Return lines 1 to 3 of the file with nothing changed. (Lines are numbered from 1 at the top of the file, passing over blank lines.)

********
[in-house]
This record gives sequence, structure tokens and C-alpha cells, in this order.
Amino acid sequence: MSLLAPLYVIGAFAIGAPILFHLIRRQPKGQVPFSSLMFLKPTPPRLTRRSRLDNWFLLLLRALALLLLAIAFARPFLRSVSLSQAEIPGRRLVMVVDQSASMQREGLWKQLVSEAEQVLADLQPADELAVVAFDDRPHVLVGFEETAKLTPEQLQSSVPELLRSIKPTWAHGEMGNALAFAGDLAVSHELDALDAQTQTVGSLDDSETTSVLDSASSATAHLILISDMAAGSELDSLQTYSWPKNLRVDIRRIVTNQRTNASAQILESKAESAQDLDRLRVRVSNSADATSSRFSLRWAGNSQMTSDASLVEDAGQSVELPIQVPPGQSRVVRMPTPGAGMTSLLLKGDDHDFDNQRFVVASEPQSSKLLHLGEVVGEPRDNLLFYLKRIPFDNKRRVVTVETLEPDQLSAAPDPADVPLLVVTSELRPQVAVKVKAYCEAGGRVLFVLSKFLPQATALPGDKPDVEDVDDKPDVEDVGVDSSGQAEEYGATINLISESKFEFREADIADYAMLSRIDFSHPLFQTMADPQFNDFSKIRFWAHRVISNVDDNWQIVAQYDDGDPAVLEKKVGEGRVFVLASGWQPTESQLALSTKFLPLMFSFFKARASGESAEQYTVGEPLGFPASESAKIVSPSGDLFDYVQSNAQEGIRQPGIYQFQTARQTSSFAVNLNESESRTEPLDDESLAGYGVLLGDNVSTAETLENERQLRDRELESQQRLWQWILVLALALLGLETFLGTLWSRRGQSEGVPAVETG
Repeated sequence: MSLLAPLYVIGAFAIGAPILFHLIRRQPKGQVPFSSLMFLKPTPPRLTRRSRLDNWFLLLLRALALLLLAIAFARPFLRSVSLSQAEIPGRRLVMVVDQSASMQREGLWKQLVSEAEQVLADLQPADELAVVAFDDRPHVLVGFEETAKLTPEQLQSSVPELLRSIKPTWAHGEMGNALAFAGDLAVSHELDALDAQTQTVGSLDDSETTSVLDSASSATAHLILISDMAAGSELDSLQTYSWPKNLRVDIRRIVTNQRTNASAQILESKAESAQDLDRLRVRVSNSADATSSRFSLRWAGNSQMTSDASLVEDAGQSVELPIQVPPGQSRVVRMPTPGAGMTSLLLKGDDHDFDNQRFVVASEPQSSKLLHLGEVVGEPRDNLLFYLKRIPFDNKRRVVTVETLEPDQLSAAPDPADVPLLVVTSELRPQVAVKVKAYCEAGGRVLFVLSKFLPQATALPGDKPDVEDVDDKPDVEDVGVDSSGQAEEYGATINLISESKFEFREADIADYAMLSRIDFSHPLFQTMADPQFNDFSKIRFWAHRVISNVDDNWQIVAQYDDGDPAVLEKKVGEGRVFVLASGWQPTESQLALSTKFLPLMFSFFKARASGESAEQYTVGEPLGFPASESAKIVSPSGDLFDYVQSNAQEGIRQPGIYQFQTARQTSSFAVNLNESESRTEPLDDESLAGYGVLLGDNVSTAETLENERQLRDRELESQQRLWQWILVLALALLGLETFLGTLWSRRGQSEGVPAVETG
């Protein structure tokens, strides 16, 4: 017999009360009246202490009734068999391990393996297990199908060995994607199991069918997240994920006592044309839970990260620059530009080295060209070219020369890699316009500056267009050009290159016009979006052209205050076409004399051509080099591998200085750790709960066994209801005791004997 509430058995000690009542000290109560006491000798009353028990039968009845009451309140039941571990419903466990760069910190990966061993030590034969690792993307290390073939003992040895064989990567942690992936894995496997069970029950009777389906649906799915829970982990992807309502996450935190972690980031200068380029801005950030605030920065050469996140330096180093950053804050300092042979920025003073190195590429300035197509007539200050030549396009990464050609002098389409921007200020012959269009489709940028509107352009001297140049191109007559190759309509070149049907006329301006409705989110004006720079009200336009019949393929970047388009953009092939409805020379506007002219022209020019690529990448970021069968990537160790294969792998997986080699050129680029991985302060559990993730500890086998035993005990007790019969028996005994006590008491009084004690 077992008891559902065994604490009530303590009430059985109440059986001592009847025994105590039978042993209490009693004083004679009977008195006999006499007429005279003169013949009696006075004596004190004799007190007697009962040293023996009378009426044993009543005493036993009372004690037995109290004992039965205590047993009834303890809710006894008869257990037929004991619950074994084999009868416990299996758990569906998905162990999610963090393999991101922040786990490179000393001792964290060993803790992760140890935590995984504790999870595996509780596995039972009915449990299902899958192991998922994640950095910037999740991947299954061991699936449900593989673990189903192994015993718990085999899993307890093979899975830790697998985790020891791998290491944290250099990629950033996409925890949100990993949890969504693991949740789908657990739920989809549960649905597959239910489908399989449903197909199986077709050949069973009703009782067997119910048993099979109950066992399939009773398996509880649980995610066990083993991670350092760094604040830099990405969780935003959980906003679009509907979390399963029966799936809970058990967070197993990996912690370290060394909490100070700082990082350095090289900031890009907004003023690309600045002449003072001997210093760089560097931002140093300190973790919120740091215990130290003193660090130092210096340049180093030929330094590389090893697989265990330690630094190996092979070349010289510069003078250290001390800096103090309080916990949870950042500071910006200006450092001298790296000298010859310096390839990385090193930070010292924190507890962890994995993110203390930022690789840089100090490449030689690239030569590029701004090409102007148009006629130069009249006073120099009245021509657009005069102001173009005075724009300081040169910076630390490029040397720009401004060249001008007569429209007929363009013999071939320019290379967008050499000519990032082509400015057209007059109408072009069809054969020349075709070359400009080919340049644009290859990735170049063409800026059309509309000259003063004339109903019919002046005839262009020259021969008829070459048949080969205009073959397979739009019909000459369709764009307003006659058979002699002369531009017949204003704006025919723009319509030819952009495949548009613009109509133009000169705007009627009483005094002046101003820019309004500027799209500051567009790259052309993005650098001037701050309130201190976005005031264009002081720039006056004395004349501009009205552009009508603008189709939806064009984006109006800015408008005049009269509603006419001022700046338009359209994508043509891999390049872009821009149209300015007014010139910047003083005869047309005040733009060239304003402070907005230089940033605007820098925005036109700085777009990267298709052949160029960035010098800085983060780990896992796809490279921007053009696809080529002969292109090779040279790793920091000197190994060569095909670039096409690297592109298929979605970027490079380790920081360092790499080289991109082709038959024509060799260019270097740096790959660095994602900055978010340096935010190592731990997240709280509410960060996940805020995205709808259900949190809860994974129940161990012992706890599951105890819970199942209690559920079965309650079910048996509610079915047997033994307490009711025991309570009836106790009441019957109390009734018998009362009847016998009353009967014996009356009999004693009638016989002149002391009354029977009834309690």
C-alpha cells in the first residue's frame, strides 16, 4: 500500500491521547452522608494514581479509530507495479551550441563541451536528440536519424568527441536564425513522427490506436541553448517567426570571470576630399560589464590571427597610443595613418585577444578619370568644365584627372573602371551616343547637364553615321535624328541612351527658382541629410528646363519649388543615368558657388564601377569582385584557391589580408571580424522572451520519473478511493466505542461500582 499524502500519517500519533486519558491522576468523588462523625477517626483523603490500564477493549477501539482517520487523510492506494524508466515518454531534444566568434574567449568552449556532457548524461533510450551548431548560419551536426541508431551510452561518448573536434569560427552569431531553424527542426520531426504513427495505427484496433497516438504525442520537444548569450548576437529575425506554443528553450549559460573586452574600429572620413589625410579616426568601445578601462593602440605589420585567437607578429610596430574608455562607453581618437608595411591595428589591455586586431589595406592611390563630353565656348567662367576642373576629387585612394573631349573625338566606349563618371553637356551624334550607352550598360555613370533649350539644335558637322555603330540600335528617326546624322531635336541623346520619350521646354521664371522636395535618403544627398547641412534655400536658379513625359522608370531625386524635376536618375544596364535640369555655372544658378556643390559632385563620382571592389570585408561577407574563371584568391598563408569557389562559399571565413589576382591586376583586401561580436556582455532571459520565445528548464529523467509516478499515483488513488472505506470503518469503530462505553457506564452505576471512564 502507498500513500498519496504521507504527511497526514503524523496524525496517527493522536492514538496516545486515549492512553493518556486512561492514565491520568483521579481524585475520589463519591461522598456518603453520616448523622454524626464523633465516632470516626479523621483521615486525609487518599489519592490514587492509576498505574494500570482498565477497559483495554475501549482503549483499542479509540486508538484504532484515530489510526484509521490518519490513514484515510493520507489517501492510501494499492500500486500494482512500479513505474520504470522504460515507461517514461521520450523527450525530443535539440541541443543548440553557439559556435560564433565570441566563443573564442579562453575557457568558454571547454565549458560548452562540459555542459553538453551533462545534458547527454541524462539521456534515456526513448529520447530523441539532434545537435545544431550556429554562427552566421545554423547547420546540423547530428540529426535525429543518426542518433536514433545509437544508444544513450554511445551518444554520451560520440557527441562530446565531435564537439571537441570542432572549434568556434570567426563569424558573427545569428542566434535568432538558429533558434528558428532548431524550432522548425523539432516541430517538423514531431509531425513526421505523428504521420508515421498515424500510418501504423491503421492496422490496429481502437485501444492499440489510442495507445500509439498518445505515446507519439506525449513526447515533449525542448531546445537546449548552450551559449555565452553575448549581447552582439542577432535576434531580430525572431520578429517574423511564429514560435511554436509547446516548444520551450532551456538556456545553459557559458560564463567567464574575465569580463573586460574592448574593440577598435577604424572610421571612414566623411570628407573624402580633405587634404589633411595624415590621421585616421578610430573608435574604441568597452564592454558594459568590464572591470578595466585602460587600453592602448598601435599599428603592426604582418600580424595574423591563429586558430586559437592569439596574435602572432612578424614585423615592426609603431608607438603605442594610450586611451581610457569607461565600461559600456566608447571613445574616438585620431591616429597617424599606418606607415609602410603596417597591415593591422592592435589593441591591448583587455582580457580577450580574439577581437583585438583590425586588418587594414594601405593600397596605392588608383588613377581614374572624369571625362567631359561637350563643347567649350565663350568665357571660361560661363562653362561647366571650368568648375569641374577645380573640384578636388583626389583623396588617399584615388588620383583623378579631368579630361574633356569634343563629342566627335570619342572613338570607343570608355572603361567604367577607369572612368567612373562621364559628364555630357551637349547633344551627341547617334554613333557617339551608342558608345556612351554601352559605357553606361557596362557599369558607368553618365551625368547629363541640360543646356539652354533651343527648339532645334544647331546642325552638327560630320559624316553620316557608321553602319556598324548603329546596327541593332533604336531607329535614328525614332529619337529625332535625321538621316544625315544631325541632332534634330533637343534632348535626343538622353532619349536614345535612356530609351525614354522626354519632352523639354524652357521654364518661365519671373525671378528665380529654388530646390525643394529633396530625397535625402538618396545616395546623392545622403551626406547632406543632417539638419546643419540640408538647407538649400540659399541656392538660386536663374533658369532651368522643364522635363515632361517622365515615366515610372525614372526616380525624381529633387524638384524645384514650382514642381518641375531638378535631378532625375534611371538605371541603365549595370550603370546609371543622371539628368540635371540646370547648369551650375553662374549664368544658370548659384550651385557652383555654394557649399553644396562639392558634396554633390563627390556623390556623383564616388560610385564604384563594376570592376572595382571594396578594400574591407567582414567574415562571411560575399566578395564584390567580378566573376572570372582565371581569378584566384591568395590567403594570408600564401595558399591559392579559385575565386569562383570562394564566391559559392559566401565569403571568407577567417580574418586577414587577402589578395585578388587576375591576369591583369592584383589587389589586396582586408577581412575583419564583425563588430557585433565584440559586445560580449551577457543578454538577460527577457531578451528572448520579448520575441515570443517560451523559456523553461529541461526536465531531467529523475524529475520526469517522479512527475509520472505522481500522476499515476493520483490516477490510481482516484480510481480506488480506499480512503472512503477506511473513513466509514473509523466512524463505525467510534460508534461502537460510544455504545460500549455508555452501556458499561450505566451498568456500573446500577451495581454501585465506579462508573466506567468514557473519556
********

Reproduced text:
[in-house]
This record gives sequence, structure tokens and C-alpha cells, in this order.
Amino acid sequence: MSLLAPLYVIGAFAIGAPILFHLIRRQPKGQVPFSSLMFLKPTPPRLTRRSRLDNWFLLLLRALALLLLAIAFARPFLRSVSLSQAEIPGRRLVMVVDQSASMQREGLWKQLVSEAEQVLADLQPADELAVVAFDDRPHVLVGFEETAKLTPEQLQSSVPELLRSIKPTWAHGEMGNALAFAGDLAVSHELDALDAQTQTVGSLDDSETTSVLDSASSATAHLILISDMAAGSELDSLQTYSWPKNLRVDIRRIVTNQRTNASAQILESKAESAQDLDRLRVRVSNSADATSSRFSLRWAGNSQMTSDASLVEDAGQSVELPIQVPPGQSRVVRMPTPGAGMTSLLLKGDDHDFDNQRFVVASEPQSSKLLHLGEVVGEPRDNLLFYLKRIPFDNKRRVVTVETLEPDQLSAAPDPADVPLLVVTSELRPQVAVKVKAYCEAGGRVLFVLSKFLPQATALPGDKPDVEDVDDKPDVEDVGVDSSGQAEEYGATINLISESKFEFREADIADYAMLSRIDFSHPLFQTMADPQFNDFSKIRFWAHRVISNVDDNWQIVAQYDDGDPAVLEKKVGEGRVFVLASGWQPTESQLALSTKFLPLMFSFFKARASGESAEQYTVGEPLGFPASESAKIVSPSGDLFDYVQSNAQEGIRQPGIYQFQTARQTSSFAVNLNESESRTEPLDDESLAGYGVLLGDNVSTAETLENERQLRDRELESQQRLWQWILVLALALLGLETFLGTLWSRRGQSEGVPAVETG